Crews begin work on KAOS project
Emrick, who headed Western Oregon Waste before orchestrating its sale to California-based Recology, plans to start with a restaurant, bar and office complex. In the second phase, he plans to add a boutique hotel capable of accommodating 30 guests.
Emrick originally envisioned erecting a three-story structure featuring hotel rooms on the second floor, sandwiched between a ground floor and rooftop restaurant. But financing and environmental challenges led to a series of delays and changes.
At a Friday groundbreaking ceremony, Emrick mentioned the obstacles, but said they were not going to stop him from altering the paradigm of downtown McMinnville with a major new magnet development serving to help fuel a push east. He said he was hoping to hold construction to a 10-month schedule, allowing him to stage a grand opening on May 15, 2015.
“We’re now a tourist community,” said Emrick, who came to McMinnville to attend Linfield and never left. “We’re no longer farmers and loggers.”
When it is fully built, he said, KAOS will add an entirely new dimension to a Third Street experience already enjoyed by visitors.
Plans he submitted to the city Building Department call for a 4,733-square-foot first floor featuring a restaurant, bar, winetasting room and open-air patio for outdoor dining enthusiasts.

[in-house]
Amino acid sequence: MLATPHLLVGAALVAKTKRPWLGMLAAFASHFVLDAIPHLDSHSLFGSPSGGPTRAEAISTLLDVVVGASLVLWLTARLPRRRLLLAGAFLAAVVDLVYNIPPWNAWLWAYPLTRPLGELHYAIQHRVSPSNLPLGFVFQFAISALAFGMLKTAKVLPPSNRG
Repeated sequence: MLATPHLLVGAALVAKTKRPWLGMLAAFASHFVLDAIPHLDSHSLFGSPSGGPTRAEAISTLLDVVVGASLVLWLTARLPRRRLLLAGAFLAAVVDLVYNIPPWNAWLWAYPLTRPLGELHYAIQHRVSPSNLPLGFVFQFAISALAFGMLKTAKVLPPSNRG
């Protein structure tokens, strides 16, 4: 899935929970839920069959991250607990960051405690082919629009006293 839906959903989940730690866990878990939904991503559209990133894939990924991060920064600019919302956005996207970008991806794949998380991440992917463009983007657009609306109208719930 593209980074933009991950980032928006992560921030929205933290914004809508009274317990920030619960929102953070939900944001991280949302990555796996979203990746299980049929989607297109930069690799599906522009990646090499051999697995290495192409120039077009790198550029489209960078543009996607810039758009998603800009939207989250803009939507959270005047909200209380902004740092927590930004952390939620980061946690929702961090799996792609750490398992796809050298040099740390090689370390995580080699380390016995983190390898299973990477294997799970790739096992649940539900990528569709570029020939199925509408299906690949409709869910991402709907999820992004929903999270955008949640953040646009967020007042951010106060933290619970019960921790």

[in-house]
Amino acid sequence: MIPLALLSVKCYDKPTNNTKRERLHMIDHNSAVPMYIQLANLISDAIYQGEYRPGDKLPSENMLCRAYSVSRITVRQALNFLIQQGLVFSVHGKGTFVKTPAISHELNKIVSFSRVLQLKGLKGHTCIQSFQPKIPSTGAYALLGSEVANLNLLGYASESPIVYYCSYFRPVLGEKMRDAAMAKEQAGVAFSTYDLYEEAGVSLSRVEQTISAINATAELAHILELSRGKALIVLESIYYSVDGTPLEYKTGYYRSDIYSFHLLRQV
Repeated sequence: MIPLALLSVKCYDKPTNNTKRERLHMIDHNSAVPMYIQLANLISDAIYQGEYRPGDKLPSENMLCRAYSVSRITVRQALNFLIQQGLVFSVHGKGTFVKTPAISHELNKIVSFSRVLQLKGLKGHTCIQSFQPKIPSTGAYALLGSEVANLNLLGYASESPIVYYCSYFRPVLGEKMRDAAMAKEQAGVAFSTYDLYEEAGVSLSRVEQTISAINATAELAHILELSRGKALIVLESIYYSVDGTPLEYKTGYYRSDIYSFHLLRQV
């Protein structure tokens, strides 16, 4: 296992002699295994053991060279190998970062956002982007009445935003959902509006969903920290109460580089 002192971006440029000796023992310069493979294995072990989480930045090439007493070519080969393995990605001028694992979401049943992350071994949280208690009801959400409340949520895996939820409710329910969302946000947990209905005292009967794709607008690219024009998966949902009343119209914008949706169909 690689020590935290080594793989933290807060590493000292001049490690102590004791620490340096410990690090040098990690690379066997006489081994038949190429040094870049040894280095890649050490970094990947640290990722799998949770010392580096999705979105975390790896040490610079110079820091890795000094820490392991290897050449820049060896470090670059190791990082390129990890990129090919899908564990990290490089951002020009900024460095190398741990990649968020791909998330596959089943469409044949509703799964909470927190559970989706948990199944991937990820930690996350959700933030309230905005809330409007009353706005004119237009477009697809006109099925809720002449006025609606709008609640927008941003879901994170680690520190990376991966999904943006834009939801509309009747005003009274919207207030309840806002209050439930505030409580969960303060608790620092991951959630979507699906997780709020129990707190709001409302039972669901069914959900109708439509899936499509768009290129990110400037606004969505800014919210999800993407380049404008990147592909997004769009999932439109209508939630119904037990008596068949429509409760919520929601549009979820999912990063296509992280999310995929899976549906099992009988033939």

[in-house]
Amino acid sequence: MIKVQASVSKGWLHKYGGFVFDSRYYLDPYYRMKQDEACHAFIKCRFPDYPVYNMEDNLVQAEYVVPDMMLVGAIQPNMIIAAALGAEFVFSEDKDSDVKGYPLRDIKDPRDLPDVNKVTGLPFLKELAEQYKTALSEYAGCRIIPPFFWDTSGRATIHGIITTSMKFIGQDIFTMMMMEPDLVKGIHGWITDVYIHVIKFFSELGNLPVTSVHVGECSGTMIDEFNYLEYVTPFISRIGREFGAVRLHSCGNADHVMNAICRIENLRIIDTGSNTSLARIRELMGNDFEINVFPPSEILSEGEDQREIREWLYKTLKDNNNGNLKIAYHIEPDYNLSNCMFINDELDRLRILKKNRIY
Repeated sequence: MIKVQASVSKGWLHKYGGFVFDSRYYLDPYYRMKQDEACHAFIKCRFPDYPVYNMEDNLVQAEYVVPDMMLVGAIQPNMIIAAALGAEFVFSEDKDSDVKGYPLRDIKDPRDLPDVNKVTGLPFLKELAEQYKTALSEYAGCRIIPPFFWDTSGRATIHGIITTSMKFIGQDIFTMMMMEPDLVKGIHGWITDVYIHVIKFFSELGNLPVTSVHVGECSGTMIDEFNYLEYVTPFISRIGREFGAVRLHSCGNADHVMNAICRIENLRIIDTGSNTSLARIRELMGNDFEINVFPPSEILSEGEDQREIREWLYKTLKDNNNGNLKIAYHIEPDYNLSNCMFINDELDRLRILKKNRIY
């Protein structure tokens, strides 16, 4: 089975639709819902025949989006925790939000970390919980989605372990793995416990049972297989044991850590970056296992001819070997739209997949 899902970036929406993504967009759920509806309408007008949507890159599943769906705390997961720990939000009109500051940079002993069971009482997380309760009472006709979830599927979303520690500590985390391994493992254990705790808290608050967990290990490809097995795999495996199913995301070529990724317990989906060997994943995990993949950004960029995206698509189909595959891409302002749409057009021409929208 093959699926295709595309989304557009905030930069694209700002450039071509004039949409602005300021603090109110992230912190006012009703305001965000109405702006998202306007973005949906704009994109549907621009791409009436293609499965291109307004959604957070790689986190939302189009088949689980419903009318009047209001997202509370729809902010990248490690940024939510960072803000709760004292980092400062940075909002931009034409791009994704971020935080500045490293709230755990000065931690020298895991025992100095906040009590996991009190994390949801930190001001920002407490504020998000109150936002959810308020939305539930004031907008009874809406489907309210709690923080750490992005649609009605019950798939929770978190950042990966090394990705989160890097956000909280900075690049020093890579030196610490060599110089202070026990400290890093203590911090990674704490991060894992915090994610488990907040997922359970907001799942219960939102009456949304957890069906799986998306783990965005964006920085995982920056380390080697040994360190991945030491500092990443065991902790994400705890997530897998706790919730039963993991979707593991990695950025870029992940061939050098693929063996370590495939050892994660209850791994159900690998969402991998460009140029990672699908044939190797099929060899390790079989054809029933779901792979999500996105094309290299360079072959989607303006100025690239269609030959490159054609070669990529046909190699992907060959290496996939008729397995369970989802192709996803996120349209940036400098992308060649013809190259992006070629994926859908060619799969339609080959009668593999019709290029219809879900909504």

The second floor will contain offices. The third will have a second restaurant and bar — with outside seating — encompassing 4,216 square feet.
Emrick recently purchased a pair of lots on the other side of Fourth Street. They figure into a plan for development of parking space for 25 cars.
Emrick has hired Dustin Wyant of Bend to serve as general manager of the overall operation.
Wyant said the two restaurants won’t be similar. Each will feature its own set of unique culinary concepts.
He said steak and wild game would be served downstairs. The more casual rooftop eatery will feature burgers, wood-fired pizza and other offerings of that ilk.
Ingredients will be locally grown and sourced when possible, Wyant said, possibly at some point from KAOS’ own five-acre farm.
“When you come in, the idea is to make you feel at home,” he said. To that end, he said, repurposed materials will be integrated into the building wherever possible, including wood and corrugated tin from old agriculture structures.
Despite the period look, Wyant said, the building will be highly energy-efficient.
Emrick said he expects KAOS to develop into an environment with a singular identity. He said he envisions it hosting a constant cycle of events throughout the year, with jugglers, acrobats, comedians and musicians all playing a part.
“We’re going to change the mass of Third Street,” he said. “We think it will be a magnet for the community.”